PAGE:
A while back, I read ACES WILD, the first novel in the long-running Benedict & Brazos series by E. Jefferson Clay, actually the extraordinarily prolific Australian author Paul Wheelahan. I thoroughly enjoyed that one, so there was no question I’d read the next one, A BADGE FOR BRAZOS. Several people have mentioned that this series gets better as it goes along, and so far I’ve found that to be true. A BADGE FOR BRAZOS is a very entertaining Western novel.
In case your memory needs to be refreshed, the two protagonists of this series
set shortly after the Civil War are former Union officer Duke Benedict and
former Confederate sergeant Hank Brazos. The two met during the war, fought
first against each other and then on the same side against a gang of renegades
who stole a fortune in Confederate gold. Even though there’s a lot of friction
in their relationship, Benedict and Brazos have teamed up to hunt down the
varmints who stole that gold. Benedict is the slick one of the pair, a
handsome, fast-on-the-draw gambler, while Brazos is bigger and more of a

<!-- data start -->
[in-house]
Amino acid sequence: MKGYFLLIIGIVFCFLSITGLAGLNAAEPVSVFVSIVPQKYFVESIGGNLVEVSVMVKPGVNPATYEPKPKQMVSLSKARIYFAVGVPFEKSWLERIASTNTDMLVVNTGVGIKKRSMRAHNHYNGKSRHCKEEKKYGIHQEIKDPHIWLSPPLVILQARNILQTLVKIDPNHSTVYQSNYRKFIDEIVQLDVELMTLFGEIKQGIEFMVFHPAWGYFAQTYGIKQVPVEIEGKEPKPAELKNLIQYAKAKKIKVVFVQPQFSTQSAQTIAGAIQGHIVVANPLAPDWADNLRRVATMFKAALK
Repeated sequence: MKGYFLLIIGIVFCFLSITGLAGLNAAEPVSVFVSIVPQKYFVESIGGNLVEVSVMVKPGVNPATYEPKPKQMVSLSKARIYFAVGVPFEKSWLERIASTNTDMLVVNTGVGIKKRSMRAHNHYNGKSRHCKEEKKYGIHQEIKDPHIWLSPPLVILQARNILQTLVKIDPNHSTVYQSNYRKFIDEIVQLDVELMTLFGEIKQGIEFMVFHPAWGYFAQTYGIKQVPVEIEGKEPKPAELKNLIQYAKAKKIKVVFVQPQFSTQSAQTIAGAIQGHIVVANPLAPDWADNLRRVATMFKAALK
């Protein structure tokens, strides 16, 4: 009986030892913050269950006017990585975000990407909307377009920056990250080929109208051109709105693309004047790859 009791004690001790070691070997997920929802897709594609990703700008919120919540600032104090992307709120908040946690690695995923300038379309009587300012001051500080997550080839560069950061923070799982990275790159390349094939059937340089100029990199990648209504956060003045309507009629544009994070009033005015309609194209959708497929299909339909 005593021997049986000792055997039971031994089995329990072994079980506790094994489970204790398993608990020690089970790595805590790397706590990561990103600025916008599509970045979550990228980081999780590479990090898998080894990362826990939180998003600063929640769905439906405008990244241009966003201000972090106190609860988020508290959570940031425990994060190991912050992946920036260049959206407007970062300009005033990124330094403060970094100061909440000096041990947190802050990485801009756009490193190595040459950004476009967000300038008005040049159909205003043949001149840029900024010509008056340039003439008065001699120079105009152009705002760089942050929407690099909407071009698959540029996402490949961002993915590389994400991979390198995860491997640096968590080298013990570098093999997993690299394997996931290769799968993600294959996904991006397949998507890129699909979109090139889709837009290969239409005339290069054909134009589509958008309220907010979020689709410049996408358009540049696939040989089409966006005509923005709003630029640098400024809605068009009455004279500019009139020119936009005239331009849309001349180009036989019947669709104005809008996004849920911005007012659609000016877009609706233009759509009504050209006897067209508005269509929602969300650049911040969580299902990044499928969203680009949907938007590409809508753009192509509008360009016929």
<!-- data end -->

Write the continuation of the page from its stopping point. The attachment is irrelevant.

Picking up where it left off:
When they run short on funds, they come up with a scheme where Brazos will go into a town without any lawman, pretend to kick up a ruckus, and then Benedict will ride in and “subdue” him, thereby prompting the grateful citizenry to offer him the job of marshal, which he’ll hold down until they have enough money to move on again and continue their quest for the stolen gold.
However, through a series of unexpected events, Brazos is the one who winds up wearing a lawman’s badge, and because of that, our heroes find themselves in the middle of a shooting war between the crew from a local ranch and a group of miners working a silver vein that’s just about played out. Not surprisingly, more is going on that is obvious at first, and there are hidden villains to be uncovered. Also on hand are a beautiful librarian, a world-weary gunslinger, and a female saloon owner tougher than any of the men thereabouts.
There’s nothing in the plot of A BADGE FOR BRAZOS that will surprise anybody who’s read many Westerns, but Wheelahan writes well overall and has an extremely likable pair of protagonists. He’s also a master at pacing, keeping the action moving along at a very fast clip and wrapping things up with a huge, very effective gun battle that also features some poignant moments.
These books remind me very much of episodes in the various Western TV series I grew up watching in the late Fifties and early Sixties. I loved those sorts of yarns then, and I still love them now. So A BADGE FOR BRAZOS gets a big recommendation from me, and I look forward to reading the next one. This series is available in e-book editions from Piccadilly Publishing and in handsome trade paperbacks from Bold Venture Press.